I’ve just spent about a week away from home – I’m very happy to be back, and if you could see Spook doing his impression of a shoulder fungus, you’d know he was happy to have me back, too. At first I thought he’d left half a squirrel on the front walk for me, just in case I was feeling peckish. Turns out it was a dead weasel.
One of the things I did on this trip was meet with a literary agent who has expressed interest in my work. In April she gave me some good suggestions for improvement, and I’m acting on them. I wanted to introduce myself, give her a face to go with the email “voice”.
While the meeting was brief, I felt it was good. This may be due to my complete inexperience in the field, of course, but I left feeling hopeful. My plan now is to finish this third draft by the end of June, and then go over it again and really polish. In between those two things, I’ll be sending it out to my readers again, those who can bear to read it a second time.
She also said that she liked my other ideas for novels, and found them original, and that she was pleased that I had a good writers’ group. At least I understand that editing is important, and I know something about the process. Apparently much of what crosses an agent’s desk is from people who have one story only, and who don’t understand about editing. It’s certainly a bit of a revelation, when you believe that a writer comes up with everything about a story on her own, to find out how many other people actually have significant input.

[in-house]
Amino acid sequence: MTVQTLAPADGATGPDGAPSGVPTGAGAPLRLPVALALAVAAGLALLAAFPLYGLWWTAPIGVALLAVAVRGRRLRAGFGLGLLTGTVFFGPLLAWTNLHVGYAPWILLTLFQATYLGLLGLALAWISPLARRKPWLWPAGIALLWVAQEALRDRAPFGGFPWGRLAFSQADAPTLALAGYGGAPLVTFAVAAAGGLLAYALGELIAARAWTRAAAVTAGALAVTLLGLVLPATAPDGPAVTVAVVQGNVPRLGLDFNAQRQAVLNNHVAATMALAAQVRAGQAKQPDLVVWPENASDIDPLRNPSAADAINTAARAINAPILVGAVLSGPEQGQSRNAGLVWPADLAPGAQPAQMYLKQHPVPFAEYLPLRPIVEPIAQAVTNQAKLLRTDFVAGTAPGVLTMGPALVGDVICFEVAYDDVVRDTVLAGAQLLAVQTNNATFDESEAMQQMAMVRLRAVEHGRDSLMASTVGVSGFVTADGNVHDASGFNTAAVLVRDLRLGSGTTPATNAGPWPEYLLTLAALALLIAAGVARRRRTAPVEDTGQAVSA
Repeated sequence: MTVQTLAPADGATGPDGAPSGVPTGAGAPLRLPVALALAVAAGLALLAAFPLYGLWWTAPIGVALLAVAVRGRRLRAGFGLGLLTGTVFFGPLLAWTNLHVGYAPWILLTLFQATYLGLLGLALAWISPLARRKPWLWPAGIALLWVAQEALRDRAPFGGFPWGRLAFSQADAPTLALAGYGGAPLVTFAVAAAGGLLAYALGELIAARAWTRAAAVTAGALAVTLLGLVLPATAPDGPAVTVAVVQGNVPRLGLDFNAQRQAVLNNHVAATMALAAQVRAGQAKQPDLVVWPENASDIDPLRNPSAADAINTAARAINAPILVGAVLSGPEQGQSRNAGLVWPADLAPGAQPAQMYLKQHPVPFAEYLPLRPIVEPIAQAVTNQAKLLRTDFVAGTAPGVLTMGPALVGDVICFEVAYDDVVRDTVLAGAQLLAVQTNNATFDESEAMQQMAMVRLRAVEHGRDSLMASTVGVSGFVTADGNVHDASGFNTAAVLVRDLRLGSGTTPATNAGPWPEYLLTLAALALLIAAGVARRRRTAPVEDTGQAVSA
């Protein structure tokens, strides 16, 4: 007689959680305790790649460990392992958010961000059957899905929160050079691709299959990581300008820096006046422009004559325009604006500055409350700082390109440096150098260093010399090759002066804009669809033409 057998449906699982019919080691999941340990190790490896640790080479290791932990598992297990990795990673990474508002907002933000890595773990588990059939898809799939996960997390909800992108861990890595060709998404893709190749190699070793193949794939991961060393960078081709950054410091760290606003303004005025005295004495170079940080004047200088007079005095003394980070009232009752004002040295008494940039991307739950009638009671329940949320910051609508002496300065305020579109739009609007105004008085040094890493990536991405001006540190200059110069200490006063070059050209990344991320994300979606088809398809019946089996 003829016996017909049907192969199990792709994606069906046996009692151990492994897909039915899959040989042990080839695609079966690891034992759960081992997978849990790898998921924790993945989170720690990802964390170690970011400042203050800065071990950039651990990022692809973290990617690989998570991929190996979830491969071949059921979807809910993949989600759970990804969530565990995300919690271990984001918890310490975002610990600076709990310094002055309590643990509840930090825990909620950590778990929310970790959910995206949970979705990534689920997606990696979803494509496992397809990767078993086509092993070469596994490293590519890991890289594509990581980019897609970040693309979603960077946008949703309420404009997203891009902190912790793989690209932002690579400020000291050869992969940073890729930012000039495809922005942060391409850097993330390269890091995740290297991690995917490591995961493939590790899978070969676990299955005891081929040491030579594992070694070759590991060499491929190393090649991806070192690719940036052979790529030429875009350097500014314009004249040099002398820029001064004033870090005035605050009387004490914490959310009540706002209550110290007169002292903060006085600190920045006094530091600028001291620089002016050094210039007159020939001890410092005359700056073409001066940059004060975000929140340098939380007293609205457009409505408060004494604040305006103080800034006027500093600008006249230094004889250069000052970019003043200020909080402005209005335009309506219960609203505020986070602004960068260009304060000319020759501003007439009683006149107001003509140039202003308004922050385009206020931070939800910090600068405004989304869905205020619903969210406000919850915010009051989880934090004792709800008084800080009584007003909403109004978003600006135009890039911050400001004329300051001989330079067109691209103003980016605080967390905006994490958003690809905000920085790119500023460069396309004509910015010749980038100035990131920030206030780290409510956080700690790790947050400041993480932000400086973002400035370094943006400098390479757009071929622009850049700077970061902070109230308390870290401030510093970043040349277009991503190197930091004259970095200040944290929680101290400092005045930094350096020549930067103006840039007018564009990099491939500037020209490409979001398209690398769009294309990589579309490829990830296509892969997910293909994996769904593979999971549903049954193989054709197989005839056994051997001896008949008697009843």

Although I don’t have a deadline, I still plan to get on wi’ t’ job. For one thing, turning up with a well-polished manuscript in good time will make me feel better than turning up with it in a year. For another, while I love the writing life, I may need to find a job in the fall to keep the bills paid, and that will take a chunk out of my writing time. I need to make good use of what I have.
I’ve had mixed reviews of this meeting from my writing friends. I’m quite touched that some of them are huffing, “Well of course you’re a serious writer!” and being a bit annoyed on my behalf that the agent might think otherwise. Of course, she hasn’t known me for as long as they have. I could be a dilettante. (Well, I could! If I wanted to, so there!)
I also picked up a book on writing young adult literature. While I think that probably the best way to learn to write is to write and then get critique, and rewrite and get critique again, there’s certainly something to be learned from experienced writers in a genre, and I learn well from books.
So I’m off on another stage of my journey to young-adult-authorhood. Wish me luck.